Treadmill running vs running outside how effective is both

Ultimately, there is no right or wrong answer to the debate over treadmills vs. outside running.

Ultimately, there is no right or wrong answer to the debate over treadmills vs. outside running. Both methodologies have their pros and cons based on your individual training needs and goals.

The Power of Perceived Effort
Athletes can get the same workout whether running on a treadmill or outside as long as they maintain the same effort level. But "effort," in and of itself, is a highly variable measure.
Clinically speaking, effort is based not only on your heart rate but a phenomenon known as perceived exertion. Perceived exertion refers specifically to how "hard" you consider an activity to be, irrespective of how your body responds to that activity.

For example, the perceived exertion of running indoors will generally be less than running outdoors on a rainy day even if you burn more calories or have a faster heart rate. On a sunny day, the very act of running up a hill may be perceived to be "harder" than running at the same incline and distance on a treadmill.

Perceived exertion matters because we tend to give up sooner if something is perceived to be difficult. This psychological component can influence how much we get out of one exercise compared to the next.

However, if assessing the real, rather than perceived, benefits of running, outdoor running will usually come out on top. Even if you run at the same pace on a treadmill, you will generally expend more energy running outdoors. This is not only due to variations in terrain, weather, and wind conditions; the treadmill ultimately does a lot of the work for you by propelling you forward.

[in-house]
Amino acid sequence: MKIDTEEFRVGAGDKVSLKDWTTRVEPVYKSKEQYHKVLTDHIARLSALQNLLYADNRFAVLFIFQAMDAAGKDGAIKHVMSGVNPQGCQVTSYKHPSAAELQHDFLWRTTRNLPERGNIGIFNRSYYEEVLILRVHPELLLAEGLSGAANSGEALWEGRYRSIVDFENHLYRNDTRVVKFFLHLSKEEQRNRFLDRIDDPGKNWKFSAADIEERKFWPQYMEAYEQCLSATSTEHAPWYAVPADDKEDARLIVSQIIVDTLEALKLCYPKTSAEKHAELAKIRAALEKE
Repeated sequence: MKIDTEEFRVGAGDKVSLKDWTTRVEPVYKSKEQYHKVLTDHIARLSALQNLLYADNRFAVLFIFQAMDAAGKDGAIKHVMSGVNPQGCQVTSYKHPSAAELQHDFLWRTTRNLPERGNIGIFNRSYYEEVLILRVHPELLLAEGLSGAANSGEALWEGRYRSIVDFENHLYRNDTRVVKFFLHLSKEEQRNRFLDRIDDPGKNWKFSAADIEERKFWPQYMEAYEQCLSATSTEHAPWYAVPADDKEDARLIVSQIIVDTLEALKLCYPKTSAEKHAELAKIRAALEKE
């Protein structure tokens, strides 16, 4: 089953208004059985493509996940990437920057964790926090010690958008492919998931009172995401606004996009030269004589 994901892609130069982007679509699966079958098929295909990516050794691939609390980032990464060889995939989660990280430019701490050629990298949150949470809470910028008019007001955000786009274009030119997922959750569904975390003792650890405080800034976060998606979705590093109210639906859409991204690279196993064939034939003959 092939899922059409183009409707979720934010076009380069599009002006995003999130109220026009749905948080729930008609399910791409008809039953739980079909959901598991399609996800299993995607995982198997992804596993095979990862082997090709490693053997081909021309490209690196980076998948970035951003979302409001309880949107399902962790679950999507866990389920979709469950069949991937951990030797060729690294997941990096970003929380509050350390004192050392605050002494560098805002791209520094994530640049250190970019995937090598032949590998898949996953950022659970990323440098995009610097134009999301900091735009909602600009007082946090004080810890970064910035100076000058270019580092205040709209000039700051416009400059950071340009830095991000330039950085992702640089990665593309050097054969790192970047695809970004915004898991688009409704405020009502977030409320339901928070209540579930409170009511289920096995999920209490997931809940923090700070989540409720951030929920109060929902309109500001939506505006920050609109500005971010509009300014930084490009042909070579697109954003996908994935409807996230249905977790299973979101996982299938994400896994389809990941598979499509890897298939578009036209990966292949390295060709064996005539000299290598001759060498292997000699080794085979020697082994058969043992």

To compensate for the difference between treadmill and outdoor running, runners will often increase the incline of the treadmill by anywhere from 1 to 2 percent during training.

Nevertheless, treadmills are one of the most popular pieces of cardiovascular equipment both at home and in gyms, thanks to the many advantages they offer. According to the U.S. Consumer Product Safety Commission (CPSC), over 50 million Americans use a treadmill each year, an increase of no less than 40 percent from 2000.

Pros of Treadmills
There are no weather and temperature constraints. Running in inclement weather is uncomfortable, even if you dress for it. And it's risky to run on snow and ice. In hot weather, there is a risk of dehydration or heat exhaustion. Inside on a treadmill, you avoid these risks. You also don't have to worry about sunscreen, or about over- or under-dressing and being caught far from home without the right gear.

You can simulate (some) race conditions. If you're training for a hilly marathon, you can run hills on the treadmill even if you don't have access to a training route with hills. Study the course and plan your treadmill hills for the appropriate points. Similarly, if you'll be running a race in weather warmer than where you live, use treadmill runs to get acclimatized to a warm environment. Finally, use treadmill runs to try out race day clothing and make sure it will work for you.
You can control your pace. Outside, it can be difficult to maintain a consistent pace. For this reason, treadmill training can be a good solution if you are coming back from an injury. The treadmill makes it easy to track your mileage and pace. You can also stop anytime you want. But you can also use the treadmill pace to push yourself.

It's convenient. Home treadmills let you run on your own time, even in bad weather, late at night, or when you need to keep an eye on your children.
You can multi-task. On a treadmill, it's safe to use headphones to listen to music or podcasts. You can watch TV or even page through a magazine.